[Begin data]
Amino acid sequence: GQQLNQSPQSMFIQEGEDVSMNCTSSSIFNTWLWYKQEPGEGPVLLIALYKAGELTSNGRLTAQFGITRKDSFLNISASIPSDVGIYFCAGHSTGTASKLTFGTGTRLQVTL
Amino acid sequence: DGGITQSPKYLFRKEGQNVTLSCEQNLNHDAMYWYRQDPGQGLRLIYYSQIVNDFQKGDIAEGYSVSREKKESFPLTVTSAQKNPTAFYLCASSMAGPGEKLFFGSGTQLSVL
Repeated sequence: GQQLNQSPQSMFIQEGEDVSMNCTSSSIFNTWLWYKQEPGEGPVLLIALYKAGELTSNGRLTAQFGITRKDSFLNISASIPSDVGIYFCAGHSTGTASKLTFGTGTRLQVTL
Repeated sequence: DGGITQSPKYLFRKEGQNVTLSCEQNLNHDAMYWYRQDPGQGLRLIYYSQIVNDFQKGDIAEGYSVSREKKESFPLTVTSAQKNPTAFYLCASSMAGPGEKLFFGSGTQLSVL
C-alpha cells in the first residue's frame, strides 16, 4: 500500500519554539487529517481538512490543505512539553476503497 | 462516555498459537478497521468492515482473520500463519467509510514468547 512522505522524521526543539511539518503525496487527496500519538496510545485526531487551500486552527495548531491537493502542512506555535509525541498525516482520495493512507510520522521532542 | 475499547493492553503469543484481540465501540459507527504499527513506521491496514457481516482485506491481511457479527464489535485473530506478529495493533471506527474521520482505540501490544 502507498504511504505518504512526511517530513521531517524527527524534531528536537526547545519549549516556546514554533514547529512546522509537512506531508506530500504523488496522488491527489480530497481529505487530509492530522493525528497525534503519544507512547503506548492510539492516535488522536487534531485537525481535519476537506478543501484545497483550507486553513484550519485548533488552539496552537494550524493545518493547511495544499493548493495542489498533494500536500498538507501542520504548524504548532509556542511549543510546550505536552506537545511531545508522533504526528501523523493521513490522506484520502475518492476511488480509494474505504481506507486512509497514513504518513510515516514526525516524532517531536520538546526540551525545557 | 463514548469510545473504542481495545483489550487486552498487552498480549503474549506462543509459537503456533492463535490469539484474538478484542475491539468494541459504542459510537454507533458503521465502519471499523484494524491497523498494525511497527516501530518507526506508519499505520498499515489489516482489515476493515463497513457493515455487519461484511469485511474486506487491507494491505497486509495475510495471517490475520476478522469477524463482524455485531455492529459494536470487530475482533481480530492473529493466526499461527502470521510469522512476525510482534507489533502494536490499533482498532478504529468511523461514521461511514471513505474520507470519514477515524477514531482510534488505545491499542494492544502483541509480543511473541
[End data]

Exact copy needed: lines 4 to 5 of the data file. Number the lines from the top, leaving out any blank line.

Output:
Repeated sequence: DGGITQSPKYLFRKEGQNVTLSCEQNLNHDAMYWYRQDPGQGLRLIYYSQIVNDFQKGDIAEGYSVSREKKESFPLTVTSAQKNPTAFYLCASSMAGPGEKLFFGSGTQLSVL
C-alpha cells in the first residue's frame, strides 16, 4: 500500500519554539487529517481538512490543505512539553476503497 | 462516555498459537478497521468492515482473520500463519467509510514468547 512522505522524521526543539511539518503525496487527496500519538496510545485526531487551500486552527495548531491537493502542512506555535509525541498525516482520495493512507510520522521532542 | 475499547493492553503469543484481540465501540459507527504499527513506521491496514457481516482485506491481511457479527464489535485473530506478529495493533471506527474521520482505540501490544 502507498504511504505518504512526511517530513521531517524527527524534531528536537526547545519549549516556546514554533514547529512546522509537512506531508506530500504523488496522488491527489480530497481529505487530509492530522493525528497525534503519544507512547503506548492510539492516535488522536487534531485537525481535519476537506478543501484545497483550507486553513484550519485548533488552539496552537494550524493545518493547511495544499493548493495542489498533494500536500498538507501542520504548524504548532509556542511549543510546550505536552506537545511531545508522533504526528501523523493521513490522506484520502475518492476511488480509494474505504481506507486512509497514513504518513510515516514526525516524532517531536520538546526540551525545557 | 463514548469510545473504542481495545483489550487486552498487552498480549503474549506462543509459537503456533492463535490469539484474538478484542475491539468494541459504542459510537454507533458503521465502519471499523484494524491497523498494525511497527516501530518507526506508519499505520498499515489489516482489515476493515463497513457493515455487519461484511469485511474486506487491507494491505497486509495475510495471517490475520476478522469477524463482524455485531455492529459494536470487530475482533481480530492473529493466526499461527502470521510469522512476525510482534507489533502494536490499533482498532478504529468511523461514521461511514471513505474520507470519514477515524477514531482510534488505545491499542494492544502483541509480543511473541